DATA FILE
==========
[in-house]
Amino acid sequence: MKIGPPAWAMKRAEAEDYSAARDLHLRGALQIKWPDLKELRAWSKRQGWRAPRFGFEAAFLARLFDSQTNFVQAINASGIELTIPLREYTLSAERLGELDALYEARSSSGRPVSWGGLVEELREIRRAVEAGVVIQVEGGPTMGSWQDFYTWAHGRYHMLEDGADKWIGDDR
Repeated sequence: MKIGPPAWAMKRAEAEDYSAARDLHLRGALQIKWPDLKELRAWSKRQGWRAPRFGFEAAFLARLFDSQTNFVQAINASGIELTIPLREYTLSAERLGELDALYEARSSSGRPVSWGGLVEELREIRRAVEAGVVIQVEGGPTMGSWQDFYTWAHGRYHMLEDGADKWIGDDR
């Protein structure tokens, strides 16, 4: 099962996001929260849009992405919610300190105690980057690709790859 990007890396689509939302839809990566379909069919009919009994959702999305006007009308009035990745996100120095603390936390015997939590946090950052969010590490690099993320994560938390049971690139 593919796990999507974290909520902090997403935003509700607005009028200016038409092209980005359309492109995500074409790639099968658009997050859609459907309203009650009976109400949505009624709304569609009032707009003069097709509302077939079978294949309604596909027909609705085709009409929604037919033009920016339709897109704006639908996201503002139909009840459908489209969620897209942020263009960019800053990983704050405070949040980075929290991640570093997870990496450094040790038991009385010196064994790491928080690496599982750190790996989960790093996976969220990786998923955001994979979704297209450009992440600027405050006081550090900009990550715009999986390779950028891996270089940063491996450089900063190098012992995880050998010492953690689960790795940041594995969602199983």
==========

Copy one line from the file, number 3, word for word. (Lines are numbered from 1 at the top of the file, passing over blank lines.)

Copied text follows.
Repeated sequence: MKIGPPAWAMKRAEAEDYSAARDLHLRGALQIKWPDLKELRAWSKRQGWRAPRFGFEAAFLARLFDSQTNFVQAINASGIELTIPLREYTLSAERLGELDALYEARSSSGRPVSWGGLVEELREIRRAVEAGVVIQVEGGPTMGSWQDFYTWAHGRYHMLEDGADKWIGDDR